Rizk was sentenced by United States District Judge Dean D. Pregerson, who warned that other professional real estate appraisers should know that if they inflate appraisals and lie about the value of homes, “there is an overwhelming likelihood that they will be caught and go to prison.”

This case is the result of an investigation by the Federal Bureau of Investigation and IRS-Criminal Investigation.

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5 responses to Appraiser Sentenced in Massive Mortgage Fraud Case

  1. I think we are all correct in our thinking. I also commend anyone that refuses to bend the rules and stand up for what is right. It is to bad that we only hear about the bad guys. My experience with Appraisers has always been good. Now lenders that is another story,my computer does not have enough memory for those stories.Thanks for sharing

  2. The problem will never go away as long as there are dishonest people. And we know what that means. To handle dishonest people, you need rules, regulations, and “gatekeepers”.

    I commend any appraiser that refuses to fall in to the trap of kissing up to lenders or brokers. I suffered my time of being picked on by managers when I was underwriting, and funding.

    My most recent job was analyzing appraisals, they are trying to do a better job, but there are still a few bad eggs out there.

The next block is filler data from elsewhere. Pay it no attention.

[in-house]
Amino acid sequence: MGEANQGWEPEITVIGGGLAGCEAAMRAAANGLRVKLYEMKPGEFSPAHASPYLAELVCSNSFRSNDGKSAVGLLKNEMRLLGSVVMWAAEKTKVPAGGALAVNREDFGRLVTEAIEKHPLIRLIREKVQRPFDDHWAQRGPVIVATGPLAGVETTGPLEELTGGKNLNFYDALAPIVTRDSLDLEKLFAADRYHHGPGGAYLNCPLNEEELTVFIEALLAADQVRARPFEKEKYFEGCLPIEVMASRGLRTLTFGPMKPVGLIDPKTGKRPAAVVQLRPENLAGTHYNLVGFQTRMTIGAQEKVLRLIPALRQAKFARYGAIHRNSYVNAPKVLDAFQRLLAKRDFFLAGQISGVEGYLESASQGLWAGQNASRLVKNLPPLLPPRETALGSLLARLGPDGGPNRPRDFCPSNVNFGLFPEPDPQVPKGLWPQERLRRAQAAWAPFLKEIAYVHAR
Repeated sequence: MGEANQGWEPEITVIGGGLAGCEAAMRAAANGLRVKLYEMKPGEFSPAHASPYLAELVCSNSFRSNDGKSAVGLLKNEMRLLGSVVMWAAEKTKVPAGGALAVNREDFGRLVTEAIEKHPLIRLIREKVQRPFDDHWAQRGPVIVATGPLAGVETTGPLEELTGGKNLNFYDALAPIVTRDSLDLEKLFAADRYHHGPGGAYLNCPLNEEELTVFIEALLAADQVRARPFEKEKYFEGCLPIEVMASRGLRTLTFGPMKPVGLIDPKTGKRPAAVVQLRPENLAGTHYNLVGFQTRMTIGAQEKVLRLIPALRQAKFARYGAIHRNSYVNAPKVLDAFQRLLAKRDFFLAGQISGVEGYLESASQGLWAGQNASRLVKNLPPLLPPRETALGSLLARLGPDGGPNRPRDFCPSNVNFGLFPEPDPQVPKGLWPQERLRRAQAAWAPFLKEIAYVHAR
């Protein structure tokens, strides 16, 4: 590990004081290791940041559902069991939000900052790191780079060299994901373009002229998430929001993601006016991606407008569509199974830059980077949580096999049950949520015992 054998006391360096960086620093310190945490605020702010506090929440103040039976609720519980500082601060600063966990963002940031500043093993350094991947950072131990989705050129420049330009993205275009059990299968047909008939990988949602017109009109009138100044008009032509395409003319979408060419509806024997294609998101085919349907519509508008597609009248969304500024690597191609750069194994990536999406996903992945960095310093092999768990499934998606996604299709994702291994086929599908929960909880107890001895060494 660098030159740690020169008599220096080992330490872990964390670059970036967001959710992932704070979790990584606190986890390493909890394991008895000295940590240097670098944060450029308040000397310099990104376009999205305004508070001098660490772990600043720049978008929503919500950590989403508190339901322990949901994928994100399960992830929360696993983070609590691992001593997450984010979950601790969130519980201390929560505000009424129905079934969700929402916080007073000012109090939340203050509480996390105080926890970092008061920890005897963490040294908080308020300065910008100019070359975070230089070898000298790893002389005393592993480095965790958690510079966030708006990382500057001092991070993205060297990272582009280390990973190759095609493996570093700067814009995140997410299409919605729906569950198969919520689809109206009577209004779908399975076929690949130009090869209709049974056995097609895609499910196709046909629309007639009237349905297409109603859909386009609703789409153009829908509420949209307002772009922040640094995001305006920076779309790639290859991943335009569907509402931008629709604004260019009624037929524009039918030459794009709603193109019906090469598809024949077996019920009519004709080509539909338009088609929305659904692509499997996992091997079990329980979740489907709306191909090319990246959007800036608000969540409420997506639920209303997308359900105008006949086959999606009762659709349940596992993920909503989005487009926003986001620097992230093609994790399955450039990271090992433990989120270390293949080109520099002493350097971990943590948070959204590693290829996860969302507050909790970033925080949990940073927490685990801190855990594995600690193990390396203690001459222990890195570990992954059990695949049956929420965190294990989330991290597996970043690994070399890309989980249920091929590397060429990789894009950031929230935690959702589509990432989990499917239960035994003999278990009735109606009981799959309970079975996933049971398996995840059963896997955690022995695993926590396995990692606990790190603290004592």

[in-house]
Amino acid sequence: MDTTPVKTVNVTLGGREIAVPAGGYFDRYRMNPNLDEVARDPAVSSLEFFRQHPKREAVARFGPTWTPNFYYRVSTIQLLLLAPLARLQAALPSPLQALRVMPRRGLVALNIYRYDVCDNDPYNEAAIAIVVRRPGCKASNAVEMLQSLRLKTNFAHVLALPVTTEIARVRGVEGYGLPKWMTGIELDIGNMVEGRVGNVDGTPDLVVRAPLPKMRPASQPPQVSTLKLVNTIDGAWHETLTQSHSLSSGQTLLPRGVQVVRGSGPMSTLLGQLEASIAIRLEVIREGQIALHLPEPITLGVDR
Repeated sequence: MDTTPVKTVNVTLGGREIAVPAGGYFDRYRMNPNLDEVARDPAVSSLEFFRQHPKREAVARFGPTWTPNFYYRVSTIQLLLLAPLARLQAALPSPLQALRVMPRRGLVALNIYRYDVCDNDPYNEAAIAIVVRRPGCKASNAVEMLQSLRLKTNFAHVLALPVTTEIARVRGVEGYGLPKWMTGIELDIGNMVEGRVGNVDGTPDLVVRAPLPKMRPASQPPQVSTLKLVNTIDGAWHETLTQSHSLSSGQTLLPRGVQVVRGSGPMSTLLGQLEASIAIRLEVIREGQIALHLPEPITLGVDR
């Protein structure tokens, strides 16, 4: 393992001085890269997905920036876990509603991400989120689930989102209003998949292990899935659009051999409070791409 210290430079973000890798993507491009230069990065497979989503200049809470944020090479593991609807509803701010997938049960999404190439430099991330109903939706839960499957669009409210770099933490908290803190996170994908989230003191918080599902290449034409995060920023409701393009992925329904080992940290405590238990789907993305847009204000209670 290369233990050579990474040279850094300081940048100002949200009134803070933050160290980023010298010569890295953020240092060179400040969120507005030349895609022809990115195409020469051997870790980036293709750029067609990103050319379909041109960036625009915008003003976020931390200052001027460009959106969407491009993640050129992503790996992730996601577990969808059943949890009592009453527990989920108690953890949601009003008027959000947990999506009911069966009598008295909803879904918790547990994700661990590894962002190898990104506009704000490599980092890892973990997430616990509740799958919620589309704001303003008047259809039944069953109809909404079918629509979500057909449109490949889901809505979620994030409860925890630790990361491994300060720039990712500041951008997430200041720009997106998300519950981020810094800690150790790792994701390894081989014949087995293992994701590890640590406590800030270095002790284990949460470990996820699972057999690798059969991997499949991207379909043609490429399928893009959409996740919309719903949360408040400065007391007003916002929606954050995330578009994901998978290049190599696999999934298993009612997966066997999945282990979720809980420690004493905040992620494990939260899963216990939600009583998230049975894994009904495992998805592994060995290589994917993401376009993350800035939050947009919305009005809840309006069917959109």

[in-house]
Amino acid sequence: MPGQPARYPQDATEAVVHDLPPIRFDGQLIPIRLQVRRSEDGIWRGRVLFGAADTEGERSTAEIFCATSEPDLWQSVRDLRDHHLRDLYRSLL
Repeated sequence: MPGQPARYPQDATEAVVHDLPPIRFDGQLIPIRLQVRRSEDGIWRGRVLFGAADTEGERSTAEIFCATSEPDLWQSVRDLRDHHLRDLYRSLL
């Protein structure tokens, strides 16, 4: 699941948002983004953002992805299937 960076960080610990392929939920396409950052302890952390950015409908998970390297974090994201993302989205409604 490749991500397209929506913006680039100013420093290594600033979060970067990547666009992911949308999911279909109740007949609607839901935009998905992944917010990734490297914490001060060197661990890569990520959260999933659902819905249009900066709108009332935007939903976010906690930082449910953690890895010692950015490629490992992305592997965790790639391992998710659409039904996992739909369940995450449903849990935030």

3. The appraiser is just a puppet. I am unemployed and broke because I have turned numerous requests to do appraisals in a way that is misleading. There are two ways to have misleading appraisals. One is by value. The other is time requirements that required by an assignment. THE SECOND IS IMPOSED BY MANAGEMENT COMPANIES AND LARGE BANKS WHO WANT TO CLOSE LOANS AS QUICKLY AS POSSIBLE. Unfortunately even with the HSVCC imposed by Mario Cuomo JR. who does not what the hell he is doing these changes have still let the dog out (mortgage brokers and banks). I recently stopped recieving orders because my appraisals were coming in low for one large mortgage bank. Its all about writing loans and the greed involved. The same way credit card companies target people with credit scores less than 650. They want cows on the pasture. Nobody wants to here the truth. When there is the problem it becomes the appraiser’s problem. The appraiser is not allowed to define the problem. Most appraisers are honest but for the few bad ones the honest ones pay the price. This problem will never go away as long as the big banks are allowed to make the decisions and pay off (lobby) the politicians in making the rules.

  4. Were you on top of the market 2000-2003? I doubt it…

    Being on top of it is a more recent event. Most lenders didn’t listen then, as they needed their market share. Even when the underwriters raised red flags they ignored it. You also have to realize new tools are now available to help review the appraisals.

    But I agree, Shame on the appraisers and Shame on the lenders.

  5. So Lehman Bros had no idea that the homes were not worth that amount. Our company account officers have an excellent idea of home values. We stay on top of the market.Shame on the Appraisers and Shame on the lender. The appraiser got away with it because the lender allowed it.